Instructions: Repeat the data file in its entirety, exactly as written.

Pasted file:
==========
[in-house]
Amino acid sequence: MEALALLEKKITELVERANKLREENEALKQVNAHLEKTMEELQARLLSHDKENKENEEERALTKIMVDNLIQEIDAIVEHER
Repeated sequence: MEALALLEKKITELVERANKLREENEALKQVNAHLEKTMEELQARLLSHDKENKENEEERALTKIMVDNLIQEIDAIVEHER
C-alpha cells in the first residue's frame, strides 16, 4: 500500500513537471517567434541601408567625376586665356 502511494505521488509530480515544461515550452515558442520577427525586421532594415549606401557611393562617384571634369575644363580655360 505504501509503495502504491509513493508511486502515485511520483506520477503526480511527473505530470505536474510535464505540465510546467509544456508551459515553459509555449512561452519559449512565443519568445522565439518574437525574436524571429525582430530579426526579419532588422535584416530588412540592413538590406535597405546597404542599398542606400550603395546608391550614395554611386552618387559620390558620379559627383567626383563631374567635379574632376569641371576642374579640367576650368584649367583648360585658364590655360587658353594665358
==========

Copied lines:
[in-house]
Amino acid sequence: MEALALLEKKITELVERANKLREENEALKQVNAHLEKTMEELQARLLSHDKENKENEEERALTKIMVDNLIQEIDAIVEHER
Repeated sequence: MEALALLEKKITELVERANKLREENEALKQVNAHLEKTMEELQARLLSHDKENKENEEERALTKIMVDNLIQEIDAIVEHER
C-alpha cells in the first residue's frame, strides 16, 4: 500500500513537471517567434541601408567625376586665356 502511494505521488509530480515544461515550452515558442520577427525586421532594415549606401557611393562617384571634369575644363580655360 505504501509503495502504491509513493508511486502515485511520483506520477503526480511527473505530470505536474510535464505540465510546467509544456508551459515553459509555449512561452519559449512565443519568445522565439518574437525574436524571429525582430530579426526579419532588422535584416530588412540592413538590406535597405546597404542599398542606400550603395546608391550614395554611386552618387559620390558620379559627383567626383563631374567635379574632376569641371576642374579640367576650368584649367583648360585658364590655360587658353594665358